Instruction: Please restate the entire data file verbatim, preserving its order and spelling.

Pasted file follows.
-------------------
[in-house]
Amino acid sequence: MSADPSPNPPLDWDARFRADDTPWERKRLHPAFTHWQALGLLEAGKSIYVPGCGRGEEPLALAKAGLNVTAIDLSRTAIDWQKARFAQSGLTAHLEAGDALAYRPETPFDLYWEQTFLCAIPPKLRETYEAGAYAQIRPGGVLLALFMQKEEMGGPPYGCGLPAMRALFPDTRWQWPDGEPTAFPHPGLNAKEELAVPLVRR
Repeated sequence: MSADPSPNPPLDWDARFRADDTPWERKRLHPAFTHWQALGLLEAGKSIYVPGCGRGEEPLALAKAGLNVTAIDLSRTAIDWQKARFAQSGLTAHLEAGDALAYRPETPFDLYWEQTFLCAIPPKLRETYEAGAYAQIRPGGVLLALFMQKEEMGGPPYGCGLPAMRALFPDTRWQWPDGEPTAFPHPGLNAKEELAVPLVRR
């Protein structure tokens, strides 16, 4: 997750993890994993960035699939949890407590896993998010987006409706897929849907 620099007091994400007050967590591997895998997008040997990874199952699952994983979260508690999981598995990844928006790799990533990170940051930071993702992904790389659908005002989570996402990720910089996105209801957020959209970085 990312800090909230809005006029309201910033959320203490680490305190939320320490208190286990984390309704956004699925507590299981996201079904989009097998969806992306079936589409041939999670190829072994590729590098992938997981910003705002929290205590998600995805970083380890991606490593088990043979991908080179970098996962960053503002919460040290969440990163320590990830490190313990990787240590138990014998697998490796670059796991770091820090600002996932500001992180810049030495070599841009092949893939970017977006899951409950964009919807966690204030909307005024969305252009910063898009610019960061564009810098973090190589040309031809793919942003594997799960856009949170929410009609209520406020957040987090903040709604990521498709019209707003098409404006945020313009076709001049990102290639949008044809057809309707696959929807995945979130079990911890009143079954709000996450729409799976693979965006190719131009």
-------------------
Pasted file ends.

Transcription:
[in-house]
Amino acid sequence: MSADPSPNPPLDWDARFRADDTPWERKRLHPAFTHWQALGLLEAGKSIYVPGCGRGEEPLALAKAGLNVTAIDLSRTAIDWQKARFAQSGLTAHLEAGDALAYRPETPFDLYWEQTFLCAIPPKLRETYEAGAYAQIRPGGVLLALFMQKEEMGGPPYGCGLPAMRALFPDTRWQWPDGEPTAFPHPGLNAKEELAVPLVRR
Repeated sequence: MSADPSPNPPLDWDARFRADDTPWERKRLHPAFTHWQALGLLEAGKSIYVPGCGRGEEPLALAKAGLNVTAIDLSRTAIDWQKARFAQSGLTAHLEAGDALAYRPETPFDLYWEQTFLCAIPPKLRETYEAGAYAQIRPGGVLLALFMQKEEMGGPPYGCGLPAMRALFPDTRWQWPDGEPTAFPHPGLNAKEELAVPLVRR
């Protein structure tokens, strides 16, 4: 997750993890994993960035699939949890407590896993998010987006409706897929849907 620099007091994400007050967590591997895998997008040997990874199952699952994983979260508690999981598995990844928006790799990533990170940051930071993702992904790389659908005002989570996402990720910089996105209801957020959209970085 990312800090909230809005006029309201910033959320203490680490305190939320320490208190286990984390309704956004699925507590299981996201079904989009097998969806992306079936589409041939999670190829072994590729590098992938997981910003705002929290205590998600995805970083380890991606490593088990043979991908080179970098996962960053503002919460040290969440990163320590990830490190313990990787240590138990014998697998490796670059796991770091820090600002996932500001992180810049030495070599841009092949893939970017977006899951409950964009919807966690204030909307005024969305252009910063898009610019960061564009810098973090190589040309031809793919942003594997799960856009949170929410009609209520406020957040987090903040709604990521498709019209707003098409404006945020313009076709001049990102290639949008044809057809309707696959929807995945979130079990911890009143079954709000996450729409799976693979965006190719131009």